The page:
Die Hard is a perfect movie. “Perfect” does not equal “great,” although it’s that too; a perfect movie is one in which every element contributes towards the whole, where every element is necessary and can’t be changed without damaging that whole. Perfect movies result not just from artistic inspiration but a dedication to the craft of filmmaking, on all levels: producing, writing, acting, directing, shooting, editing, scoring. Since Die Hard’s perfection reveals itself in every scene, well, why not start with the very first one, literally all we see until the title appears on screen?
Start with what may be most important to the film: what this scene is not. This is not a scene of action or violence, and apparently director John McTiernan had to campaign for that. Action movies in the 1980s often started off with a scene of killing, usually a setup to the larger plot. It came off almost as assurance to the audience–don’t worry, people will be killed here in cool ways, you didn’t waste your money. Joel Silver produced Die Hard, along with many many other of the most profitable 80s movies, and Quentin Tarantino described this kind of opening well: “some guys pow pow pow kill some people and then you see Arnold Schwarzenegger.” (I don’t want to slam Silver, though, because he contributed one of the best details in the film: Takagi’s internment during WW2, a quick, elegant bit of character shading.) Given Die Hard’s heist plot, it would have been easy to start with an action scene, maybe killing a guard to get a Man on the Inside. Instead, McTiernan and screenwriters Jeb Stuart and Steven deSouza delay the first gunshot for over 18 minutes, using the time to carefully layer in details of plot, character, and setting, and to gracefully ramp the tension.
The opening comes from Roderick Thorp’s source novel Nothing Lasts Forever, although we actually come in to the story a few minutes before Thorp does. Very little happens: John McClane (as yet unnamed) learns “the secret to surviving air travel. . .you take off your shoes and socks and walk around barefoot and make fists with your toes” and gets off a plane. Yet we get a substantial amount of information and a key plot point in these first ninety seconds:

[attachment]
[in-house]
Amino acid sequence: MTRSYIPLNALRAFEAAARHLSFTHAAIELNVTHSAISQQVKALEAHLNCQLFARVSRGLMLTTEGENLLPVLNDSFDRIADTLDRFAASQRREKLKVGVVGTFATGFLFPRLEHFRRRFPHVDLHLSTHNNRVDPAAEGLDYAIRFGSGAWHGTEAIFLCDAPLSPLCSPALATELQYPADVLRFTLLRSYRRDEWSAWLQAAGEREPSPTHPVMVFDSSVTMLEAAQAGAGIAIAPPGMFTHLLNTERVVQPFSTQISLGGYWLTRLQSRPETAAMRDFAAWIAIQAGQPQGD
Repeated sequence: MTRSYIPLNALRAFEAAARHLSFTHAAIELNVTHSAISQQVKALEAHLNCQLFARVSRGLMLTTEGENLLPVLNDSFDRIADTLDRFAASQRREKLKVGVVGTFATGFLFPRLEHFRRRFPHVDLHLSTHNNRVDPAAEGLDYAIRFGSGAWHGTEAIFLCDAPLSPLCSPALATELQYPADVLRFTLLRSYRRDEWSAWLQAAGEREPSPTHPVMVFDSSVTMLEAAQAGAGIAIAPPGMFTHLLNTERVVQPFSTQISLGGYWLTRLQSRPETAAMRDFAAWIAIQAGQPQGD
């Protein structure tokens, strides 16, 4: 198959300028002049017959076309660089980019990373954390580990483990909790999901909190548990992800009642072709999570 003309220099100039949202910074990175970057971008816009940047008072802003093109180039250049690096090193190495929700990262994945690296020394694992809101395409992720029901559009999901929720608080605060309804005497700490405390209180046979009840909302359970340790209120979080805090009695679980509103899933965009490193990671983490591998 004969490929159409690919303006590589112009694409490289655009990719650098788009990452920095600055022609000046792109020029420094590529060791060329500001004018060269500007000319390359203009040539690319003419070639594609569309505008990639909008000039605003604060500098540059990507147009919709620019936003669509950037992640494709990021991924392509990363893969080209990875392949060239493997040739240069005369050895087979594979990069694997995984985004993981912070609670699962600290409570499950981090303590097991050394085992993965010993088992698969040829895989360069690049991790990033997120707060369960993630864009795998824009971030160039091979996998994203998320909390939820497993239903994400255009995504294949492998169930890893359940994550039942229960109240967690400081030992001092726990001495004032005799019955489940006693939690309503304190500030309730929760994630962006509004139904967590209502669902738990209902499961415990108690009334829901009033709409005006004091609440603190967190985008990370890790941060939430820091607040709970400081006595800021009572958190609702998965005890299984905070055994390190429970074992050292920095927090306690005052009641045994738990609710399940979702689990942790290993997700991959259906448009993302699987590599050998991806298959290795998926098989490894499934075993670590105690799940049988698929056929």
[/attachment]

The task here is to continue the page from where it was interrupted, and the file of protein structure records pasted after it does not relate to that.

- we’re in Los Angeles.
- McClane is a cop, who
- doesn’t like to fly and
- for some reason has been apart from his family. Also,
- later, he takes off his shoes and socks.
Screenwriting is a unique craft, and different from other forms of writing, in that it’s much more about image and action than words. When we think of writing, we will still usually think of words in print, where there are literally no images or action, only what we can imagine. Screenwriting works the opposite way: we’re going to see things that don’t need words at all to describe them. This opening serves as a model of screenwriting, and there’s really only one memorable line; great screenwriting isn’t always about great dialogue. On the above list, note how 1 through 4 are all conveyed or hinted at without exposition. We hear 1. over the plane’s PA; McClane states 2. but it’s provoked by a shot of his gun and the passenger (Robert Lesser) seeing it–there’s no moment of “hey did I mention I’m a cop?” 3. comes up in conversation but it’s set up by the second shot of the film, Willis gripping the handrest and 4. requires no words: we get it entirely through McClane carrying the gigantic stuffed teddy bear.